Even when it doesn’t matter.
Recently an Ottawa botany professor has suggested that the Bank of Canada erred by using a Norwegian species of maple tree as the basis for the leaf on the new $20 bill. The Norwegian maple is an invasive species in eastern Canada. It also appears it was the inspiration for the maple leaf on the $20 bill.
None of which matters, except that the Bank of Canada promptly trotted out a spokesman to issue the following denial:
“We created an image for the bank note that represents a stylized Canadian maple leaf, if you will, so that it wouldn’t represent any specific species, specifically not the Norway maple.”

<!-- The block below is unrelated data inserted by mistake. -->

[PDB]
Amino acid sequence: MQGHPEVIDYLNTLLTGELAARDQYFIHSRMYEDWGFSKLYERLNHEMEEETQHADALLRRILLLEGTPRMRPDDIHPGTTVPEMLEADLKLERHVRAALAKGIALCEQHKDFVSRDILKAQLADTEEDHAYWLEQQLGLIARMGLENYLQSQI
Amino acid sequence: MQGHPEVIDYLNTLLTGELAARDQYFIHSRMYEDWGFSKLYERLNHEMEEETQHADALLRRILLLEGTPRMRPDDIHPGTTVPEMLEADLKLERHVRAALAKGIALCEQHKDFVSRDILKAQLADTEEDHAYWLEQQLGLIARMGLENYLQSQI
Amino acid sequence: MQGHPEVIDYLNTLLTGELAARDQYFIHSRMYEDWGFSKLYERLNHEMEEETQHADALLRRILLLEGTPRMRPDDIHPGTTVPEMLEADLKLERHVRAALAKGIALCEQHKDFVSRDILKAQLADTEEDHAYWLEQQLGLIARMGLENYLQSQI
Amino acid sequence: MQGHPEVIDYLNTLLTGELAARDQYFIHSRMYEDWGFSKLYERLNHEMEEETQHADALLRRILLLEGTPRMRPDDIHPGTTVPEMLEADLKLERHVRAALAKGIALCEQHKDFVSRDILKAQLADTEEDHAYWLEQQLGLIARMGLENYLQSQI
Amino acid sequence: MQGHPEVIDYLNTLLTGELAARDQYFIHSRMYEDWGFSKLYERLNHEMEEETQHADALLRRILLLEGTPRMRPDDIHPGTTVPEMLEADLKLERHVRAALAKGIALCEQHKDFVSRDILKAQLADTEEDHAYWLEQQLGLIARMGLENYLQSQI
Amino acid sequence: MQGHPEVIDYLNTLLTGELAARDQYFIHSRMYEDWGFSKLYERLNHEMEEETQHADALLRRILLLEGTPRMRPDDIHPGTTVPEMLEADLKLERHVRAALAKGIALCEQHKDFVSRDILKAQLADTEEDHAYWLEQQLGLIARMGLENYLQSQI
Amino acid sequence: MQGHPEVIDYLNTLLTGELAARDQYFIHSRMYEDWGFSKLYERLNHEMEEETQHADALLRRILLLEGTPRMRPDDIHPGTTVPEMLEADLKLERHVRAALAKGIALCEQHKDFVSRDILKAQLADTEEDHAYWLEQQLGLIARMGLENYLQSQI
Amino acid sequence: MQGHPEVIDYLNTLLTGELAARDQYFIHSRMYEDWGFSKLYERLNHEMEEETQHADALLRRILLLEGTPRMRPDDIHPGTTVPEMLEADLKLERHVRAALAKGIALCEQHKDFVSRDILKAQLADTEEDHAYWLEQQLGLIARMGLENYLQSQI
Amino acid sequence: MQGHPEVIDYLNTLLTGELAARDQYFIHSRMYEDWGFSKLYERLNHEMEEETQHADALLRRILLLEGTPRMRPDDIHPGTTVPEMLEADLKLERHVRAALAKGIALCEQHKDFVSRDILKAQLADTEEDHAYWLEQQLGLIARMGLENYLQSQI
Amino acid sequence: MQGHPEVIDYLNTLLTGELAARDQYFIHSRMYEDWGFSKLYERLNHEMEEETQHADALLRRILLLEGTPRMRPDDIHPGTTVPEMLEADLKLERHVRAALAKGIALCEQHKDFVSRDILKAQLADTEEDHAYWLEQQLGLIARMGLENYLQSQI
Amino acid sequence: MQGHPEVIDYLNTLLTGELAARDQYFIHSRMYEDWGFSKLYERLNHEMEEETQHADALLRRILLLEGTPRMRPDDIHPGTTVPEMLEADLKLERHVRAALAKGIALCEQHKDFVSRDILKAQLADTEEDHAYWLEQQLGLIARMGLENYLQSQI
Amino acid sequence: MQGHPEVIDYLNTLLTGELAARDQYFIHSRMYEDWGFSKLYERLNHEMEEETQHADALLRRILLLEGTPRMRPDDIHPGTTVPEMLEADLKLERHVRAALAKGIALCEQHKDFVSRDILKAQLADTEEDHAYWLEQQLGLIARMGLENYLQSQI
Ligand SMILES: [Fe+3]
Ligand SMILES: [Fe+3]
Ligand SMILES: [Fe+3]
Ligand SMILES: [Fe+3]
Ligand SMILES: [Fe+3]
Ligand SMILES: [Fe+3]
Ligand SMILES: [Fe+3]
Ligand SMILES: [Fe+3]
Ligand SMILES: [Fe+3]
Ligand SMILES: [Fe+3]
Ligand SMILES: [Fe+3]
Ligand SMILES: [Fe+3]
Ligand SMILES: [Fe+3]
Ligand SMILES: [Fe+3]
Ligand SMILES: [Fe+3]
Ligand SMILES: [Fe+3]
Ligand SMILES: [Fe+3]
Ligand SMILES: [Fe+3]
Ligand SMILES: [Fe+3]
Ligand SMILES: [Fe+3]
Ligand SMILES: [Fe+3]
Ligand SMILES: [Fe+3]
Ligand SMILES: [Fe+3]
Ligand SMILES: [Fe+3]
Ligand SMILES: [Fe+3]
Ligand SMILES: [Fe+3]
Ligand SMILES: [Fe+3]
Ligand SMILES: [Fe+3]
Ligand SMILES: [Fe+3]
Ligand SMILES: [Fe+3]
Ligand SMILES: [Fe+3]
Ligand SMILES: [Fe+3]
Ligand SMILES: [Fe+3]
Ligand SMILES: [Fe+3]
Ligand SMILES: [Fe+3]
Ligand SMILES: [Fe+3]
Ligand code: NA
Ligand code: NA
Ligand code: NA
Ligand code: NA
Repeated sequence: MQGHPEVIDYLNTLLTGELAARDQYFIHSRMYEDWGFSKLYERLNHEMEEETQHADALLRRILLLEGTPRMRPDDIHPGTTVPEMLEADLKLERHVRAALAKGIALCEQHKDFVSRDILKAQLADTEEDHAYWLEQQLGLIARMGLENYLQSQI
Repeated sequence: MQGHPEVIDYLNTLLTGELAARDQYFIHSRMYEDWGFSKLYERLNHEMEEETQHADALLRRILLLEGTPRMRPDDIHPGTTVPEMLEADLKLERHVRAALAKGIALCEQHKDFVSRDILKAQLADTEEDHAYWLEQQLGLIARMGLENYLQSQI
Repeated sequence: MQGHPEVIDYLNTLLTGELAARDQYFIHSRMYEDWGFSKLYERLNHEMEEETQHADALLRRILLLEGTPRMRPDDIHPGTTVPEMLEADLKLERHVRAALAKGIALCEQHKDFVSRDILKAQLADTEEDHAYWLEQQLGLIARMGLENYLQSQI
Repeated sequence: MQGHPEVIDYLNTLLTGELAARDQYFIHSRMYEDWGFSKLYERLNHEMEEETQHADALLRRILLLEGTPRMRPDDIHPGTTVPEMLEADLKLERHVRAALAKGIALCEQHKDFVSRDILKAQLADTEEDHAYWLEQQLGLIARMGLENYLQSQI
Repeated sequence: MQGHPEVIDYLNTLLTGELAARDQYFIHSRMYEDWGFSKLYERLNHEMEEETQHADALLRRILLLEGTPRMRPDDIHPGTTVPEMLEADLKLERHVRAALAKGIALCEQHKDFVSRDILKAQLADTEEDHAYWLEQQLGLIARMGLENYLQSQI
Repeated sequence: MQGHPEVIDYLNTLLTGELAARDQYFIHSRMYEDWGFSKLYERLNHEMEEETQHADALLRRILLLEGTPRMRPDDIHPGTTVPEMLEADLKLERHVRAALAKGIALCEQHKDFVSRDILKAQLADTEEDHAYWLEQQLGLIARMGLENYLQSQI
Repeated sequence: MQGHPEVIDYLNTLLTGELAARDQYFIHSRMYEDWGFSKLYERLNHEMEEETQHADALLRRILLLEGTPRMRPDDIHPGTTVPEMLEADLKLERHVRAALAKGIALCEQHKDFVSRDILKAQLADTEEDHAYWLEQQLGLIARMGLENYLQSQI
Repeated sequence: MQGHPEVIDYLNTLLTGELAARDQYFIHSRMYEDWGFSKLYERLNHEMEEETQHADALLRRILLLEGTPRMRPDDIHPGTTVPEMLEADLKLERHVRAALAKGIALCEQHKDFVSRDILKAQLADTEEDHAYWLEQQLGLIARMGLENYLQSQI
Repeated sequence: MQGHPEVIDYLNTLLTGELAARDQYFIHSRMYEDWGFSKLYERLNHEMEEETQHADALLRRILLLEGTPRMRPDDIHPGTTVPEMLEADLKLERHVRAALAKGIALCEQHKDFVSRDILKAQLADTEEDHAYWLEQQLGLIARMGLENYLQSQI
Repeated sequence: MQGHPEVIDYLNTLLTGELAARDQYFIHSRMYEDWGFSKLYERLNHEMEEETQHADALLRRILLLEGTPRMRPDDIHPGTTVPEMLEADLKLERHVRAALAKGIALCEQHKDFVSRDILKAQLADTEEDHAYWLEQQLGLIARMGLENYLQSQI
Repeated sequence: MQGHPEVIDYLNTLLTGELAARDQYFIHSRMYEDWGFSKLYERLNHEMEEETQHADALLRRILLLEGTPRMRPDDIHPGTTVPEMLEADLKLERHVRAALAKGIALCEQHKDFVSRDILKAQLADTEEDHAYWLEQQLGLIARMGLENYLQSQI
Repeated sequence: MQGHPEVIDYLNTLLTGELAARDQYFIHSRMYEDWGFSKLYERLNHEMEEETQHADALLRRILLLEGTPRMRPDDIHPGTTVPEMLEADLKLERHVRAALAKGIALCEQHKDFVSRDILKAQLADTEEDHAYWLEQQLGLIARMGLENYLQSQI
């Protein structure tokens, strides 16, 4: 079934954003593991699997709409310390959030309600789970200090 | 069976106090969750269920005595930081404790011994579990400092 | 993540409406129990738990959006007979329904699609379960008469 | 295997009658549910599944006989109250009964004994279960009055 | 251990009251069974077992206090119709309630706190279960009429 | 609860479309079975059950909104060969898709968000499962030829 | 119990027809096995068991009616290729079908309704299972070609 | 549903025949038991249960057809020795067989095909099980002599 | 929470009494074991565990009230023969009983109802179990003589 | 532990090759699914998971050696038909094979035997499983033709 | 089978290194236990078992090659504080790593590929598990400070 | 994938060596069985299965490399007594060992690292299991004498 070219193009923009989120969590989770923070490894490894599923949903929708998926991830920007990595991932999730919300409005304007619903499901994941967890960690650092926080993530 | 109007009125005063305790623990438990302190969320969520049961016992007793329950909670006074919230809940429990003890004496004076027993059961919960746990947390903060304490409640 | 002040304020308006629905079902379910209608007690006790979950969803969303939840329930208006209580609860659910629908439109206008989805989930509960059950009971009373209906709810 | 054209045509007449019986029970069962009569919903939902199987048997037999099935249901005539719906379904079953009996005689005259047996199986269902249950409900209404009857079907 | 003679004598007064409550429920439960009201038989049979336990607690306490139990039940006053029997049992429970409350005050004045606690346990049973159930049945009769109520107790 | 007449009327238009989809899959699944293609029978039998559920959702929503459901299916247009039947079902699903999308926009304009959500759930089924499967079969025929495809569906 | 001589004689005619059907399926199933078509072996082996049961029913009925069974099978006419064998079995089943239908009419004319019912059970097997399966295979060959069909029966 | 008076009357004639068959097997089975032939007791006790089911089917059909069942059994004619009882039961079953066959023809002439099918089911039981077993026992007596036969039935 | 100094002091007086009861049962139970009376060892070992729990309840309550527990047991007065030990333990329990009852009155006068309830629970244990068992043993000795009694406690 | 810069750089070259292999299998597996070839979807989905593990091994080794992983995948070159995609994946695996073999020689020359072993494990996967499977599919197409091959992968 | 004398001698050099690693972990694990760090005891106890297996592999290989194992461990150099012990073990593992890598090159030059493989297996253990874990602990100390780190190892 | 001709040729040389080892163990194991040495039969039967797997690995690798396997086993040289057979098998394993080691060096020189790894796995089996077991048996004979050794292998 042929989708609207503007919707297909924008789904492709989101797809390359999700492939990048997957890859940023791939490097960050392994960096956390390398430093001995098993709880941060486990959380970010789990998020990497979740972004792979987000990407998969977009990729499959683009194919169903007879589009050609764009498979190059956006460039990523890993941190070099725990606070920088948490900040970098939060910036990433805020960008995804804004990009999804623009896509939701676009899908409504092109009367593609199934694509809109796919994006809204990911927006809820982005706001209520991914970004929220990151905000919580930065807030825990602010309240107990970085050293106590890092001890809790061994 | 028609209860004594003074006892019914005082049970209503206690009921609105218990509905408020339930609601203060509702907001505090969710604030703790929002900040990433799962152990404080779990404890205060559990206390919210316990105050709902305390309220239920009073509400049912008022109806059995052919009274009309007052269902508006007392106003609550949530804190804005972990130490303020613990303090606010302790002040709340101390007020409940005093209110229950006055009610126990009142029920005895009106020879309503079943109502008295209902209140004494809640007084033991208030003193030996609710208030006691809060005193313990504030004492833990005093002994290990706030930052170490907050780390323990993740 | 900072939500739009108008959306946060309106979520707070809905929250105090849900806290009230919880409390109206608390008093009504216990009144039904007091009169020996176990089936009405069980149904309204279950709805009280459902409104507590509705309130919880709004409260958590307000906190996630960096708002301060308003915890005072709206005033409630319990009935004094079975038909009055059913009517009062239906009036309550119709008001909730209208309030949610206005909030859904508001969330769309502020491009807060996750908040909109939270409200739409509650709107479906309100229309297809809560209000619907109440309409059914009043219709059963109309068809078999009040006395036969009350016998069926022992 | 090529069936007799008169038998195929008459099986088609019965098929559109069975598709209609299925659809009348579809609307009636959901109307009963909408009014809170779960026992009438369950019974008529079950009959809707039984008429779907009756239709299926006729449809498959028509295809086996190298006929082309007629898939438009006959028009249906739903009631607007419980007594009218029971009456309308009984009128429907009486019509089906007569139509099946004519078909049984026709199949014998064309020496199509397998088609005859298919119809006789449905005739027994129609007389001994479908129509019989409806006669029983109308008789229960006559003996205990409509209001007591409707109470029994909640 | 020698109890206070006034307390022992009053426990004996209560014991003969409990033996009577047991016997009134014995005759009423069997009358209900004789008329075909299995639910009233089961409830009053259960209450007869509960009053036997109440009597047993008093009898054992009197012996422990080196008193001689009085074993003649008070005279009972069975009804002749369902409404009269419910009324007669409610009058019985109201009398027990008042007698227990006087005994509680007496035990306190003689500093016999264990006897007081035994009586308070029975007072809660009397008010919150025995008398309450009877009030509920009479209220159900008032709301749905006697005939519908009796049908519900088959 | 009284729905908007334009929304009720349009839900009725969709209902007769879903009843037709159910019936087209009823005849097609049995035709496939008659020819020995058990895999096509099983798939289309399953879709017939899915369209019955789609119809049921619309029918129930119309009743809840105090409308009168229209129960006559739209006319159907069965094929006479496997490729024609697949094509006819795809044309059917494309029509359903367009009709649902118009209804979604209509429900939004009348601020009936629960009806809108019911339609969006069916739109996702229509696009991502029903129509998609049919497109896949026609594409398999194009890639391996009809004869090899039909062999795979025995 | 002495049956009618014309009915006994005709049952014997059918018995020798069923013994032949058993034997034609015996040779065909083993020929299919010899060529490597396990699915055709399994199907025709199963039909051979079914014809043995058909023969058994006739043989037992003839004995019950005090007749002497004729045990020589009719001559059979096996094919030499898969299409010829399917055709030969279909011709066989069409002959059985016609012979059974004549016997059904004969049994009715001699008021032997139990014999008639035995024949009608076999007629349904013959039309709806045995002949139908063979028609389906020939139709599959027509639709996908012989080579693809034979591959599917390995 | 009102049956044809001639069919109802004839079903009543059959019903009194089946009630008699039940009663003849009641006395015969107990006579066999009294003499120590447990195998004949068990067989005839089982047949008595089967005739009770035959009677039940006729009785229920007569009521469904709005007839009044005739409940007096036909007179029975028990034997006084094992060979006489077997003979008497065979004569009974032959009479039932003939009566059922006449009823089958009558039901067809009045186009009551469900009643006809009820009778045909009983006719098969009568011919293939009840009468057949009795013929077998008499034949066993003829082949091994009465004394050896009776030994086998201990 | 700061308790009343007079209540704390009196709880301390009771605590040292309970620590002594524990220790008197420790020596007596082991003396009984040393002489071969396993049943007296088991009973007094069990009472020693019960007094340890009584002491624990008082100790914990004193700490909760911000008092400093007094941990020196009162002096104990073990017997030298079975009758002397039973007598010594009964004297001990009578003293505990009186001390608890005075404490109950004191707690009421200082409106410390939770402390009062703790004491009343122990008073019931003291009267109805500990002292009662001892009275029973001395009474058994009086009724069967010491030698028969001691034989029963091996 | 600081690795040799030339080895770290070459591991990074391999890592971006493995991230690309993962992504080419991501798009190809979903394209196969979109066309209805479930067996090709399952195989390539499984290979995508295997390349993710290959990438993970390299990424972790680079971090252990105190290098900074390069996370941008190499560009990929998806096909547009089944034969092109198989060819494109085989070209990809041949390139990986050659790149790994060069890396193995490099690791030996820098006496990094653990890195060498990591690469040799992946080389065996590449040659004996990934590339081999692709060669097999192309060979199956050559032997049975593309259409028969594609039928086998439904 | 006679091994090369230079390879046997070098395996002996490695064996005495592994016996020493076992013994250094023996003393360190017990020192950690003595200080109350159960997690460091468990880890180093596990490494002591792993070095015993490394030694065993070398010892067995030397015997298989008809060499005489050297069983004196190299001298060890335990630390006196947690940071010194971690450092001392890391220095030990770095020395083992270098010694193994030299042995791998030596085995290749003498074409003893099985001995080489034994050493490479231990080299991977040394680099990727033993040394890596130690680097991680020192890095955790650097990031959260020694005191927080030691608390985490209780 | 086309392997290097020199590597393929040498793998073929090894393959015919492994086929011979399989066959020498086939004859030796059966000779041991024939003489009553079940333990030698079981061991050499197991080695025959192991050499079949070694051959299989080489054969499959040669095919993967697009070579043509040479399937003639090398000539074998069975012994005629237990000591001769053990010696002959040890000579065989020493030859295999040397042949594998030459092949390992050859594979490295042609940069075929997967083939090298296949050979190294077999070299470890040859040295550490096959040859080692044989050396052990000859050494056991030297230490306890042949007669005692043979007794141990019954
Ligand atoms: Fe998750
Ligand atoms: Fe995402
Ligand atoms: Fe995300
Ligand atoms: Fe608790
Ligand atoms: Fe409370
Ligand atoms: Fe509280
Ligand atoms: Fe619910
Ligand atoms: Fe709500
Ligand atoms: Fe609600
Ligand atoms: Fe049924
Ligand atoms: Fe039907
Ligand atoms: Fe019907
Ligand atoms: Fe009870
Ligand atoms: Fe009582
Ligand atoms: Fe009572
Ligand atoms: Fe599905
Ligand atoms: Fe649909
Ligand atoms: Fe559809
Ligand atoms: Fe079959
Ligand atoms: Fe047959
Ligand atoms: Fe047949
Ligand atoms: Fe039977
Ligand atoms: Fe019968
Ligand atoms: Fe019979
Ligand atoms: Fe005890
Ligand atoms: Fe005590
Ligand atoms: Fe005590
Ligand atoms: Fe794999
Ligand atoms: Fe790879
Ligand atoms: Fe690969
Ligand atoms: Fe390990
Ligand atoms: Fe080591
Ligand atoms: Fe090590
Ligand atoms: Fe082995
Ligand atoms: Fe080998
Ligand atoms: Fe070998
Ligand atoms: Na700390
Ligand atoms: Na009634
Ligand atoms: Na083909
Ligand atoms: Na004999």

Sheesh. Governments aren’t exactly truth-prone at the best of times, but the Conservative rot has evidently spread so far that even a minor, trivial, and irrelevant goof-up in the design of the new currency is a threat that must be quelled through dubious piffle.
In a dispute over the proper identification of a maple leaf, I’m afraid I have to side with the professor of botany over the government PR flack.
It’s not the inspiration for the leaf symbol that matters. It’s that on such a trivial, insignificant, and piffling matter, when it could easily have said “sorry, that’s our bad, but the Norway maple really does live in Canada now, even if it isn’t native” — no, instead, the government’s first instinct was to lie.Tweet